One of the most impressive recent achievements arrives this month out of Stanford and Brown Universities allowing a paralyzed person to type out about 90 characters per minute by imagining that he was writing the characters out by hand. This drastically beats the efficiency of earlier efforts that involve virtual keyboards and cursors. As noted by Wired, “there are other possible routes to getting characters out of the brain and onto the page. Somewhere in our writing thought process, we form the intention of using a specific character, and using an implant to track this intention could potentially work. . . Downstream of that intention, a decision is transmitted to the motor cortex, where it's translated into actions. Again, there's an intent stage, where the motor cortex determines it will form the letter (by typing or writing, for example), which is then translated into the specific muscle motions required to perform the action. These processes are much better understood, and they're what the research team targeted for their new work.”
By placing implants in the premotor cortex, researchers were able to capture the base intentions of the thinker at an earlier, clearer stage than simply the intentions of movement to effectuate the underlying ideas. Conceptually, this is an interesting advance. We had been focused on tapping into the same neurons that allow a person to type a message, but we are finding that, if we can catch the thought before the brain has converted it into a specific physical action, then we can skip a step in the brain’s process and make the brain-computer interface much more efficient. It makes one wonder whether stripping the process back even further, capturing thoughts of entire words, rather than letters, would create further efficiencies. Right now we can turn intentions toward physical action into the actions themselves. But this is an advance toward capturing the initial desire before it can be processed further by the action portions of the brain.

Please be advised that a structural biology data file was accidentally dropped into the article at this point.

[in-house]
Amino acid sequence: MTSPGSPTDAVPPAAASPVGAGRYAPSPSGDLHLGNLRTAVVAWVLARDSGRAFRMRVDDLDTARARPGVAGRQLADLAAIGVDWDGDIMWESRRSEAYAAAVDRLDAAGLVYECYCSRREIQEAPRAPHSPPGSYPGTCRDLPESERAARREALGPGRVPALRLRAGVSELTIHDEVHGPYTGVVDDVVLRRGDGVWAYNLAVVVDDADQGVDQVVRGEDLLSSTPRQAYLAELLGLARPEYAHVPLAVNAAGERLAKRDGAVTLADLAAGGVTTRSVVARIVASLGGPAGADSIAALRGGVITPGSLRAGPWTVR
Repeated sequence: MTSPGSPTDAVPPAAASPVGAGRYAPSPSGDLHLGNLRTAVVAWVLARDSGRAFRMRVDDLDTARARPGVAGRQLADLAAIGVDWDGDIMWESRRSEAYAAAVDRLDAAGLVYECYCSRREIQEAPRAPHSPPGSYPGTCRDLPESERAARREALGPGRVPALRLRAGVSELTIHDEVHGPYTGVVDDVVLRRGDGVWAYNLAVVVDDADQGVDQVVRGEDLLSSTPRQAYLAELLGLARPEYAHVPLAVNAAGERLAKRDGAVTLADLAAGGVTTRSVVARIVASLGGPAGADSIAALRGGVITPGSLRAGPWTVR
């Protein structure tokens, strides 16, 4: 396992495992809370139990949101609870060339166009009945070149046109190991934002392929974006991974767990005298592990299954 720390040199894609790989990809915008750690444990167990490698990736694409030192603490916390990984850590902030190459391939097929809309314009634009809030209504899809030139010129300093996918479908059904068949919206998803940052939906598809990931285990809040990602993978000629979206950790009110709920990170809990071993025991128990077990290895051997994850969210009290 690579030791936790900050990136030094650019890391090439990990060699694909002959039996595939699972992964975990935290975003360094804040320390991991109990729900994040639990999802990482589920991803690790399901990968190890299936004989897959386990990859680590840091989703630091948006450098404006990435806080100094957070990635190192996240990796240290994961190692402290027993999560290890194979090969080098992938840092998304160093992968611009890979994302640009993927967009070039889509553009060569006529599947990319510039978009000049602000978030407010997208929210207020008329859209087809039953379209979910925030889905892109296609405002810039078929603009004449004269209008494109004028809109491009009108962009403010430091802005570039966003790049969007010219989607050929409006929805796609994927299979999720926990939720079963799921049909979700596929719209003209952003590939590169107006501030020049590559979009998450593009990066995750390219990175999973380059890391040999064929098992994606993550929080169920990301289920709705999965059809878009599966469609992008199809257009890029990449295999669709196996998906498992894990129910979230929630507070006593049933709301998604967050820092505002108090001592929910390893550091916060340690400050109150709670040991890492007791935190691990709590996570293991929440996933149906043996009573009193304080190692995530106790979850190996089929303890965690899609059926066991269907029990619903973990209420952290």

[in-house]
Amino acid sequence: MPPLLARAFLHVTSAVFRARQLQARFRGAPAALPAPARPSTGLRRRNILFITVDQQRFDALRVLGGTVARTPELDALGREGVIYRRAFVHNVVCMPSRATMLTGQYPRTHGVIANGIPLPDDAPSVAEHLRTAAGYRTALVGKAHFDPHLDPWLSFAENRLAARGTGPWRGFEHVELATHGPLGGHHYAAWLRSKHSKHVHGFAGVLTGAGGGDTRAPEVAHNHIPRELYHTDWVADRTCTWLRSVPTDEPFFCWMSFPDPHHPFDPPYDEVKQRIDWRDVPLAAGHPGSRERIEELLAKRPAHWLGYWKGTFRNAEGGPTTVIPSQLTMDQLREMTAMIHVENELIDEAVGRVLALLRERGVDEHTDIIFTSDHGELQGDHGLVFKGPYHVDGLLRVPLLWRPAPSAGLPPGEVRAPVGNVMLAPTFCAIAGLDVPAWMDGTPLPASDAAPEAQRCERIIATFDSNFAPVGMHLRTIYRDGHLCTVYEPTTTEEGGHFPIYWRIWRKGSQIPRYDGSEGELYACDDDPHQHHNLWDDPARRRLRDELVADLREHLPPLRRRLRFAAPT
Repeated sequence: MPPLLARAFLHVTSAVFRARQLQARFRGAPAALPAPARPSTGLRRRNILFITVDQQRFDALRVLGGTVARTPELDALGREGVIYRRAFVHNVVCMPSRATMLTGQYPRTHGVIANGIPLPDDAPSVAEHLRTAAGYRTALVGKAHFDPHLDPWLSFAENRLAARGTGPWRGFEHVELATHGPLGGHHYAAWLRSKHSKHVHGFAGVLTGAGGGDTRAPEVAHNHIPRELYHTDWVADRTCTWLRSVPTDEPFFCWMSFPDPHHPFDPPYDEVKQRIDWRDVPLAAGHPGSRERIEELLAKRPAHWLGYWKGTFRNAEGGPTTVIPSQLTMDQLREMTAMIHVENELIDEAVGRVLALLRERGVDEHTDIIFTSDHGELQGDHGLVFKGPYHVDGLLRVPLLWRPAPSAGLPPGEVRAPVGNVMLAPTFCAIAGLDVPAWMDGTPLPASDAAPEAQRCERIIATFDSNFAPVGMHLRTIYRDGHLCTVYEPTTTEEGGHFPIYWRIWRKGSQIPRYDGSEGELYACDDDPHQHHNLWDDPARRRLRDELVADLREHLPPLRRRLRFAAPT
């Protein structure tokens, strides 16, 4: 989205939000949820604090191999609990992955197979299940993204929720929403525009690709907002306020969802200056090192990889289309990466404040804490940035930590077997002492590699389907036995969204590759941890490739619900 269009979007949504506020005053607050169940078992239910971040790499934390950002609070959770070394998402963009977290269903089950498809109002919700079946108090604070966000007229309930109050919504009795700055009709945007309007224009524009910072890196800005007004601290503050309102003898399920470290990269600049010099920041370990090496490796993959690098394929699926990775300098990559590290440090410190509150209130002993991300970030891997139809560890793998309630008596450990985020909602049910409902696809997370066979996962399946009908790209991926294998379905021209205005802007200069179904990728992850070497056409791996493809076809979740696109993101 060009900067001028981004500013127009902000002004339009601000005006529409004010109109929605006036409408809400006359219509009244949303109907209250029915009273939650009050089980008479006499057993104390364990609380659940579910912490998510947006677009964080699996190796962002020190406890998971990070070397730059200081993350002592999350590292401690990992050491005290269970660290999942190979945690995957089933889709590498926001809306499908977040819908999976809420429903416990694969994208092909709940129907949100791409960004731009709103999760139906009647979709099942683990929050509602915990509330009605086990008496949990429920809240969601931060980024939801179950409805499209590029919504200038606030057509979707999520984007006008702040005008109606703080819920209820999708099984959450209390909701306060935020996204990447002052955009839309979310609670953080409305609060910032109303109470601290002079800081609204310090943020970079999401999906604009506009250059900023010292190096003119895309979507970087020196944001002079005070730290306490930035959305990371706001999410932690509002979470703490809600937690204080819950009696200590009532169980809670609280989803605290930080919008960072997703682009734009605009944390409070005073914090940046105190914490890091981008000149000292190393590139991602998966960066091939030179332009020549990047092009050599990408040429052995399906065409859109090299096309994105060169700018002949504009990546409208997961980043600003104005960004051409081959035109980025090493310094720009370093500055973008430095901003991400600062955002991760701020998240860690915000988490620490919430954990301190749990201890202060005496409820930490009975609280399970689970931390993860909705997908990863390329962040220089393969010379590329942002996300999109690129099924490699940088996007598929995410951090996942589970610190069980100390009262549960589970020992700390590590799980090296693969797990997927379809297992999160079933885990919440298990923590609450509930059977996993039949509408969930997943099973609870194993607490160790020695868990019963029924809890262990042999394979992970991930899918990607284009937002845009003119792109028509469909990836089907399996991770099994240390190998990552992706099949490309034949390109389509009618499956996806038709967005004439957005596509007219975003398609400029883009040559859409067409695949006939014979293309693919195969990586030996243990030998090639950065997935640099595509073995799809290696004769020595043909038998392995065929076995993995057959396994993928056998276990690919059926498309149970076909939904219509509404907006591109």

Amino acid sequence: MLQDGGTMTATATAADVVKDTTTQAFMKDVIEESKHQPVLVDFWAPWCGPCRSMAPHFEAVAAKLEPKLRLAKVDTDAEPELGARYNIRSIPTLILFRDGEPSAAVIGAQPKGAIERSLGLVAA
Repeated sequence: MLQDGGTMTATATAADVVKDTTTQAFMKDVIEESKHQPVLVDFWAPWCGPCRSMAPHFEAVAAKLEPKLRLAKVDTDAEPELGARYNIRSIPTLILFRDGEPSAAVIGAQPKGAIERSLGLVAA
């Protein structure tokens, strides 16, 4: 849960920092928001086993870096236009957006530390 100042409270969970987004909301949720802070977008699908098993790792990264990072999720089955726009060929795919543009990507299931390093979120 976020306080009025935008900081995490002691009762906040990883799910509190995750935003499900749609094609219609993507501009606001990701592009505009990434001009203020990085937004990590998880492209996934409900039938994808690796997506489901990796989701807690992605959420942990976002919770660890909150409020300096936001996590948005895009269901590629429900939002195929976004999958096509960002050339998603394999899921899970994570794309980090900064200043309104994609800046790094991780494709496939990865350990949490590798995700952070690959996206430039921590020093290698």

As the Wired article stated, “the system shows a very significant speed boost compared to previous implant-driven systems, and the accuracy is quite good. The system also has the potential to be similar to touch-typing, in that a user doesn't have to actually visually focus on letter production, allowing more normal interactions with the user's surroundings.” So we proceed closer to the holy grail of brain-computer interface: allowing a person’s brain to drive direct actions without involving the rest of the body at all.
This would be a clear victory for those with bodily impairments, but it also would be an excellent step toward systems that allowed us to manage all parts of our world without needed a body to manipulate our environment. We could speak to our home temperature control system or direct our automobile without touching anything. Arriving in the midst of a pandemic, the possibility of touchless control of our environments has a special allure. Maybe someday in the not-so-distant future, all we will need is an operational brain to be a fully functioning human.